Sport and leisure

Ashton Gate stadium with the Clifton Suspension Bridge in the background over the Avon Gorge
Ashton Gate stadium with the Clifton Suspension Bridge in the background over the Avon Gorge

The city has two League football clubs: Bristol City and Bristol Rovers, as well as a number of non-league clubs, most notably Bristol Manor Farm. Bristol City are the most popular team in the city and were promoted to the second tier of English football in 2007. City recently lost in the play-off final of the Championship to Hull City (2007/2008 season). City announced plans for a new 30,000 all seater stadium to replace their home, Ashton Gate. Bristol Rovers, are the oldest professional football team in Bristol, formed in 1883. Rovers are just below mid-table in League One, and reached the Quarter-Final stage of the FA Cup. During their history, Rovers have been Champions of the (old) division Three (1952/53, 1989/90), Watney Cup Winners (1972, 2006/07), and runners-up in the Johnstone's Paint Trophy. The Club have planning permission to re-develop the Memorial Stadium into an 18,500 All-seater Stadium to be completed by December 2010.

The County Ground, Ashley Down
The County Ground, Ashley Down

The city is also home to Bristol Rugby rugby union club, a first-class cricket side, Gloucestershire C.C.C. and a Rugby League Conference side, the Bristol Sonics. The city also stages an annual half marathon, and in 2001 played host to the World Half Marathon Championships. There are several athletics clubs in Bristol, including Bristol and West AC, Bitton Road Runners and Westbury Harriers. Speedway racing was staged, with breaks, at the Knowle Stadium from 1928 to 1960, when it was closed and the site redeveloped. The sport briefly returned to the City in the 1970s when the Bulldogs raced at Eastville Stadium.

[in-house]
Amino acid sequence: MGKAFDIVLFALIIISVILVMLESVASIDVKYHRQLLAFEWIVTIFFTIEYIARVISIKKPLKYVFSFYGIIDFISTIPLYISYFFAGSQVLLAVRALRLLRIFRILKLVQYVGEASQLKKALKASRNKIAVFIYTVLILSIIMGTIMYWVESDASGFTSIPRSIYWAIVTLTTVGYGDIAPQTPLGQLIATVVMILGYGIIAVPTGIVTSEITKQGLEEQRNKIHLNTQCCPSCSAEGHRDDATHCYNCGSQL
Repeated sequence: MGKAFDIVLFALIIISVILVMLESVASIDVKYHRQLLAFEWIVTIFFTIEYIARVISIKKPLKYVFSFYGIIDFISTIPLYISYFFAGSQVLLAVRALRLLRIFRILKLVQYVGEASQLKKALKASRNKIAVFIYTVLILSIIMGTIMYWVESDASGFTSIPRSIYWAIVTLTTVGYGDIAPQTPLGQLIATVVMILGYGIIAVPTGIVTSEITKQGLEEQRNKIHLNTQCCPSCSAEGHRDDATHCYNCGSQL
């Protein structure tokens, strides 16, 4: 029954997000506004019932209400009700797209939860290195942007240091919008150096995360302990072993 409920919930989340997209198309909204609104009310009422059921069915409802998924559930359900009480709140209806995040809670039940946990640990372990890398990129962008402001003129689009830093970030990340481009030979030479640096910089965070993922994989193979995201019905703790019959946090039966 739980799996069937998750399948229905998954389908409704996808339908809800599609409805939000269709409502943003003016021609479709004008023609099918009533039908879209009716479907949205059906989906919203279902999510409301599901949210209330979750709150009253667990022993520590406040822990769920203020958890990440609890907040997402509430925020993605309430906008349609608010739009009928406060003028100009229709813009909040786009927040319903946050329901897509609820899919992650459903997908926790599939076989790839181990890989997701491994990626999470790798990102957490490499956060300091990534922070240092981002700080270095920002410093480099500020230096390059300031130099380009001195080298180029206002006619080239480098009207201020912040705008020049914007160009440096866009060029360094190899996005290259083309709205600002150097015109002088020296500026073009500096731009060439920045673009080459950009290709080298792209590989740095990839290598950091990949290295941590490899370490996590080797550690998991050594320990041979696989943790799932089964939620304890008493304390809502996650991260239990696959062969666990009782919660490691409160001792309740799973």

In summer the grounds of Ashton Court to the west of the city play host to the Bristol International Balloon Fiesta, a major event for hot-air ballooning in the UK. The Fiesta draws a substantial crowd even for the early morning lift that typically begins at about 6.30 am. Events and a fairground entertain the crowds during the day. A second mass ascent is then made in the early evening, again taking advantage of lower wind speeds. Ashton Court also plays host to the Ashton Court festival each summer, an outdoors music festival which used to be known as the Bristol Community Festival.


A dialect of English is spoken by some Bristol inhabitants, known colloquially as Bristolian. Bristol is the only large English city with a rhotic accent, in which the r in words like car is pronounced. The unusual feature of this dialect, unique to Bristol, is the Bristol L (or terminal L), in which an L sound is appended to words that end in an 'a' or 'o'. Thus "area" becomes "areal", etc. This is believed to be how the city's name evolved from Brycgstow to have a final 'L' sound: Bristol. Further Bristolian linguistic features are the addition of a superfluous "to" in questions relating to direction or orientation (a feature also common to the coastal towns of South Wales), or using "to" instead of "at"; and using male pronouns "he", "him" instead of "it". For example, "Where's that?" would be phrased as "Where's he to?", a structure exported to Newfoundland English.